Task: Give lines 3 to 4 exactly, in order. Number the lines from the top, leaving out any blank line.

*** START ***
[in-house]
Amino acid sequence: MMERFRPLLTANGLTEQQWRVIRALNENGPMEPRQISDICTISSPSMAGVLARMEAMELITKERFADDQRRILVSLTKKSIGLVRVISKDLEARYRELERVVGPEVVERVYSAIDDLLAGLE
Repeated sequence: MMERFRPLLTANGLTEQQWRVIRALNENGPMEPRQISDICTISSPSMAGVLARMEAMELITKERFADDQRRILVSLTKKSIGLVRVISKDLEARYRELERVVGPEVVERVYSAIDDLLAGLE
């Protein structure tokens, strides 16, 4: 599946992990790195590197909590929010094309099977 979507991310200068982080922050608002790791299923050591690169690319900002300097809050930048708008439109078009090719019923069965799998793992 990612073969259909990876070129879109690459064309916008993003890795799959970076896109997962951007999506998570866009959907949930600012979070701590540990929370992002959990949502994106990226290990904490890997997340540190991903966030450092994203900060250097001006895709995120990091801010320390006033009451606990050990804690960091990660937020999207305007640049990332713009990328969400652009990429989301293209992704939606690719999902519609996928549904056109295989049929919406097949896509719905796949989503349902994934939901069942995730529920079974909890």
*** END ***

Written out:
Repeated sequence: MMERFRPLLTANGLTEQQWRVIRALNENGPMEPRQISDICTISSPSMAGVLARMEAMELITKERFADDQRRILVSLTKKSIGLVRVISKDLEARYRELERVVGPEVVERVYSAIDDLLAGLE
């Protein structure tokens, strides 16, 4: 599946992990790195590197909590929010094309099977 979507991310200068982080922050608002790791299923050591690169690319900002300097809050930048708008439109078009090719019923069965799998793992 990612073969259909990876070129879109690459064309916008993003890795799959970076896109997962951007999506998570866009959907949930600012979070701590540990929370992002959990949502994106990226290990904490890997997340540190991903966030450092994203900060250097001006895709995120990091801010320390006033009451606990050990804690960091990660937020999207305007640049990332713009990328969400652009990429989301293209992704939606690719999902519609996928549904056109295989049929919406097949896509719905796949989503349902994934939901069942995730529920079974909890």